Financial institutions in emerging economies show low adoption of comprehensive climate risk management and disclosures. Support by international partners and the regulatory framework will be essential to helping the financial sector to recognise and manage financial risks associated with climate change, a survey by the European Bank for Reconstruction and Development (EBRD) among partner financial institutions (PFIs) shows.
Many financial regulators today offer recommendations and guidance on the disclosure of climate-related financial risks to help integrate climate impacts into investor portfolio management. Credit rating agencies are developing new ways to anticipate how climate-related risks could impact businesses and financial institutions.
Financial institutions find themselves under an increasing pressure by investors, regulators, consumers and the broader group of stakeholders to identify, assess and mitigate the possible risks from climate change and policy and market transition. Yet the financial impact of climate change on financial institutions is not always clear and, for many organisations, identifying the issues, assessing potential impacts and ensuring the material risks are properly managed and mitigated can be challenging.
The survey report assesses whether financial institutions across the EBRD regions are adequately prepared for the challenges above, namely to manage transition and physical risks associated with their financing. Of the 215 PFIs that received the survey in the first quarter of 2021, the response rate was 62% in 34 of the 38 economies where the EBRD works.
The report shows that financial institutions in EBRD regions have a low level of awareness of climate risk management and do not yet tap sufficiently into knowledge offered by international best practice initiatives, making improvements largely in response to changes in regulatory regimes. It also showed that PFIs in EBRD regions look to the EBRD for support primarily through tools and resources, practical knowledge and capacity building.
Among highlights of the survey:
- Financial institutions have limited awareness of risks associated with climate change. Only 43% of respondents consider the impact of their portfolio on climate change as a potential source of risk.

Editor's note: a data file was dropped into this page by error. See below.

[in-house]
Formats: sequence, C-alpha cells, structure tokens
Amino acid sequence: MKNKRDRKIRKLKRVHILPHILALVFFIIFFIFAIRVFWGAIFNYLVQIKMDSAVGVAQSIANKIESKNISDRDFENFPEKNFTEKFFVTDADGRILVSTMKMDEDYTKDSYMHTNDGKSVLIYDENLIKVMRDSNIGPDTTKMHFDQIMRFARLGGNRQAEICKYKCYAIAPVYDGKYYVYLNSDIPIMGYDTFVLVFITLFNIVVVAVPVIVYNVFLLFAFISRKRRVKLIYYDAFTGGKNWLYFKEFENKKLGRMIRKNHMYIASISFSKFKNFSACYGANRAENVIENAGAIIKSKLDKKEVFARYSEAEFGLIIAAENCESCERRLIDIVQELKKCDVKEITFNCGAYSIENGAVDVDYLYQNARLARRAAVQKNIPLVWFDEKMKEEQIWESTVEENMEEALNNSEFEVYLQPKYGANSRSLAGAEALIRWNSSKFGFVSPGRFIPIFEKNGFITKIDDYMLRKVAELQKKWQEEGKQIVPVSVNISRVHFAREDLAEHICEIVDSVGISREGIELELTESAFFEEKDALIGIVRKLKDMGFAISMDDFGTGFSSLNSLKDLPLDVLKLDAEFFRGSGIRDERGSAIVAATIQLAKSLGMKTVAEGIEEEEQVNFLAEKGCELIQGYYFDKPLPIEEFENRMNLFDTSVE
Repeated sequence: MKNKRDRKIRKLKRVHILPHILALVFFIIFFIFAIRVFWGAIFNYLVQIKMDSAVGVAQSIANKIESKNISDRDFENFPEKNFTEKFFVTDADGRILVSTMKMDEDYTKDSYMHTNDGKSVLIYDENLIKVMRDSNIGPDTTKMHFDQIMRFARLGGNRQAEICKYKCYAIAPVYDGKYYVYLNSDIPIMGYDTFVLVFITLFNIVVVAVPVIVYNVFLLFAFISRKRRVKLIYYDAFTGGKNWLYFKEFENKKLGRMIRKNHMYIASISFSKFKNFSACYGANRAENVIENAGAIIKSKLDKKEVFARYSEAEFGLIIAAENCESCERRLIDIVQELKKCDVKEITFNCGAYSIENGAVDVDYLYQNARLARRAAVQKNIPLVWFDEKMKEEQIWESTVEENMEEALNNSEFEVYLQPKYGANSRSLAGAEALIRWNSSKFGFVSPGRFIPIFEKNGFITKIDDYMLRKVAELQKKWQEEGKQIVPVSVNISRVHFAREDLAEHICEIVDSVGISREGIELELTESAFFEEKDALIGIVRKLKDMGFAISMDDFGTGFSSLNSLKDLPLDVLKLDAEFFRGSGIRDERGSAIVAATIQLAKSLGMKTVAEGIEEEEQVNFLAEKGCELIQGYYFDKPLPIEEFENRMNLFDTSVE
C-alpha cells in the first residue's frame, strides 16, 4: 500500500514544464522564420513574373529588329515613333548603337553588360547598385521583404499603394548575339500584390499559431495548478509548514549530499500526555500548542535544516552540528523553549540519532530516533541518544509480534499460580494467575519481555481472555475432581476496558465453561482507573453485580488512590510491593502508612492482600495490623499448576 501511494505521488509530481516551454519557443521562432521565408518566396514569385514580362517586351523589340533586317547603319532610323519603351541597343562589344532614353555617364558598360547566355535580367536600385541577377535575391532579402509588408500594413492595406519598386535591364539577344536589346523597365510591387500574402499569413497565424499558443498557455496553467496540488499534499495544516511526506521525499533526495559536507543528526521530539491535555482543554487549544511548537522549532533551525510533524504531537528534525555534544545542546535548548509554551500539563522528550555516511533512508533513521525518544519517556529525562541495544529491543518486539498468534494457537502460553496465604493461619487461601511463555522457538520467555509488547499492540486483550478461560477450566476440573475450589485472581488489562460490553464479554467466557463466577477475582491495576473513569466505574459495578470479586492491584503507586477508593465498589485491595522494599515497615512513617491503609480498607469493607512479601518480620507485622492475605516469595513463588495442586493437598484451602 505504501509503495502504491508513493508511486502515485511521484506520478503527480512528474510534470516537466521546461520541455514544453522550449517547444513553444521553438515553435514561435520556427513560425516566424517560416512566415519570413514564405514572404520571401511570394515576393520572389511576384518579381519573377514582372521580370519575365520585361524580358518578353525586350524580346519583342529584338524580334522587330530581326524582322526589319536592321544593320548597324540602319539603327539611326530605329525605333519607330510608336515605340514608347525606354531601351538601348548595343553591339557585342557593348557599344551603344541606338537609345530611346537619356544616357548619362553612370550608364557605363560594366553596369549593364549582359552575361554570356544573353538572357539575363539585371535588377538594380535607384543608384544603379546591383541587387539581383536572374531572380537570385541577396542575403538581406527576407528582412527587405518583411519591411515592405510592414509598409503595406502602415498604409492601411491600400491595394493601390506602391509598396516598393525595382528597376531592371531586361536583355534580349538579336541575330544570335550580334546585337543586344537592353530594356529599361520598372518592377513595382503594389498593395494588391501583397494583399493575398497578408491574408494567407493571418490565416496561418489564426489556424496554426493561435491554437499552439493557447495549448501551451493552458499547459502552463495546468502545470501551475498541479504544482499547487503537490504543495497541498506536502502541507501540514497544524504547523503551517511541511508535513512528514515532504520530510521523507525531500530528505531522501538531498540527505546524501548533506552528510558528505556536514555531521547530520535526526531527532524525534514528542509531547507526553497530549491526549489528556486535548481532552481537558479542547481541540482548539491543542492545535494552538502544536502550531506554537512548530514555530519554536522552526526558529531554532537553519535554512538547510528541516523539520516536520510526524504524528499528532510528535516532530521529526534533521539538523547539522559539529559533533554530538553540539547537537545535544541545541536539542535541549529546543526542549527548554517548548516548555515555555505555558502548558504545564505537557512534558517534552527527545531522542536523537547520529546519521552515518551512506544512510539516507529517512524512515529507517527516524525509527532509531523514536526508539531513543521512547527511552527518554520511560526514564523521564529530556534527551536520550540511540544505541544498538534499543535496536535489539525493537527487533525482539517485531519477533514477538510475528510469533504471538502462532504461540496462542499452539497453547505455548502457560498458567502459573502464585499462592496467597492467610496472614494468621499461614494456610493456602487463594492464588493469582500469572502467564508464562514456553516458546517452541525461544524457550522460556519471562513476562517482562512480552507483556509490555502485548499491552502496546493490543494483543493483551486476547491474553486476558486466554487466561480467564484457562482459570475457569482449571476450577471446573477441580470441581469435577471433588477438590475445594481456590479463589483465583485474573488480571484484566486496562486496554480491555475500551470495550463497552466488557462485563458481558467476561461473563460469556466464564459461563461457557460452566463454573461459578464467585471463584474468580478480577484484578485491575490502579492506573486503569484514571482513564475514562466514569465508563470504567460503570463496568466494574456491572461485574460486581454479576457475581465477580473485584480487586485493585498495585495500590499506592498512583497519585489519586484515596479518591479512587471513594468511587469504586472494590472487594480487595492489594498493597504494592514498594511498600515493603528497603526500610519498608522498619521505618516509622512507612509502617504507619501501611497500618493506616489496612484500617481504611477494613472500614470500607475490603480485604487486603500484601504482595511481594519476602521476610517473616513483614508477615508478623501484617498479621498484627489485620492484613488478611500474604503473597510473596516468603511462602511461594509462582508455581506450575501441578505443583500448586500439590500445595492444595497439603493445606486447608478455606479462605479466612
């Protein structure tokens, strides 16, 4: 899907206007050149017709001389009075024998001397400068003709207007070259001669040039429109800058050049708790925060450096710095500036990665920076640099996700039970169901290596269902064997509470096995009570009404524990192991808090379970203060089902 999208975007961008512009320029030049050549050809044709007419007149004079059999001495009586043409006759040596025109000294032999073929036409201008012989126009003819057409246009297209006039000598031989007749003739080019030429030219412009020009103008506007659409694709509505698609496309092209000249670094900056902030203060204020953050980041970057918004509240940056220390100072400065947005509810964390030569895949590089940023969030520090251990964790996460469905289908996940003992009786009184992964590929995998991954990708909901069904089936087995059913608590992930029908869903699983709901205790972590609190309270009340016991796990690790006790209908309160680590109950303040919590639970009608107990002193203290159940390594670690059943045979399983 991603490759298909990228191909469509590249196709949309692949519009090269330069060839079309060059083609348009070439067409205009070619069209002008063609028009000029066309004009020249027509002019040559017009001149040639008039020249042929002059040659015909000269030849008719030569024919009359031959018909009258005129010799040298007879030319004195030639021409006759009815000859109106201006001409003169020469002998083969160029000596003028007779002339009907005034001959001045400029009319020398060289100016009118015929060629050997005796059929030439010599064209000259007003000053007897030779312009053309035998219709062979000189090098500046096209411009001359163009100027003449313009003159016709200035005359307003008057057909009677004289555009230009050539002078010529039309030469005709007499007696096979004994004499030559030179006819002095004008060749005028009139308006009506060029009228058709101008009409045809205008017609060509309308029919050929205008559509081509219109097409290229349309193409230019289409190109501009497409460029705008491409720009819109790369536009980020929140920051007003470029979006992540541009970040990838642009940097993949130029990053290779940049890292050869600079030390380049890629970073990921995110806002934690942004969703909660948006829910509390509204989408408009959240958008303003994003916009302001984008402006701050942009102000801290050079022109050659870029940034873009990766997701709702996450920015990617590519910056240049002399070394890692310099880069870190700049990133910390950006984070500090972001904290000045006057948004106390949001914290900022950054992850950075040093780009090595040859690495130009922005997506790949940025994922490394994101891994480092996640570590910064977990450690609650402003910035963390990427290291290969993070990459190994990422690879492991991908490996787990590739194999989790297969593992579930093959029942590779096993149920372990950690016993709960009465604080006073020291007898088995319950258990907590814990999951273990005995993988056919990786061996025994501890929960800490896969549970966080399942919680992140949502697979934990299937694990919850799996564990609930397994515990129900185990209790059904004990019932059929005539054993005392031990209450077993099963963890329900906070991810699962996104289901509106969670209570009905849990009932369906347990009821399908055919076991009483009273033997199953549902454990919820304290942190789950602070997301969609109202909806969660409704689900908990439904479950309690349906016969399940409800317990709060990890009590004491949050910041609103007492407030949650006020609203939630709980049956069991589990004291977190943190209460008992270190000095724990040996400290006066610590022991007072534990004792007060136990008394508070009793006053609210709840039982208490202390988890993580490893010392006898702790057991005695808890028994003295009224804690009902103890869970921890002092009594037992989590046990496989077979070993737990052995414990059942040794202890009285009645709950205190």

- An overwhelming majority of respondents who consider the climate impact of their portfolio as a risk also manage such risk through exclusions.
- Responses from the surveyed institutions point to lack of clarity on what skills and resources are required for implementation of risk management and disclosure processes. As an example, only 4 in 10 respondents are involving Risk function in leading the implementation of climate risk management.
- The introduction of climate-related requirements or supervisory expectations by governments, policymakers or regulators is by far the most important external factor motivating financial institutions to strengthen their climate risk management, but lack of specific guidance, relevant data, and standardisation is considered a major obstacle.
To support high-quality climate risk management across the sector, the survey shows that there is a need to build up PFIs’ capacity to improve climate risks and opportunities management across their portfolio; engage with regulators on promoting transparency and disclosures; improve access within the sector to emerging global best practice; and provide targeted institutional capacity-building support.
Climate risks and disclosures are an important component of the EBRD’s Green Economy Transition Strategy 2021-2025 strategy. The EBRD follows the recommendations of the Task Force on Climate-related Financial Disclosures (TCFD) and last year published its first stand-alone TCFD report on the steps it is taking. It is currently carrying out a pilot to examine the impact and changes needed to fully implement the TCFD’s growing disclosure requirements.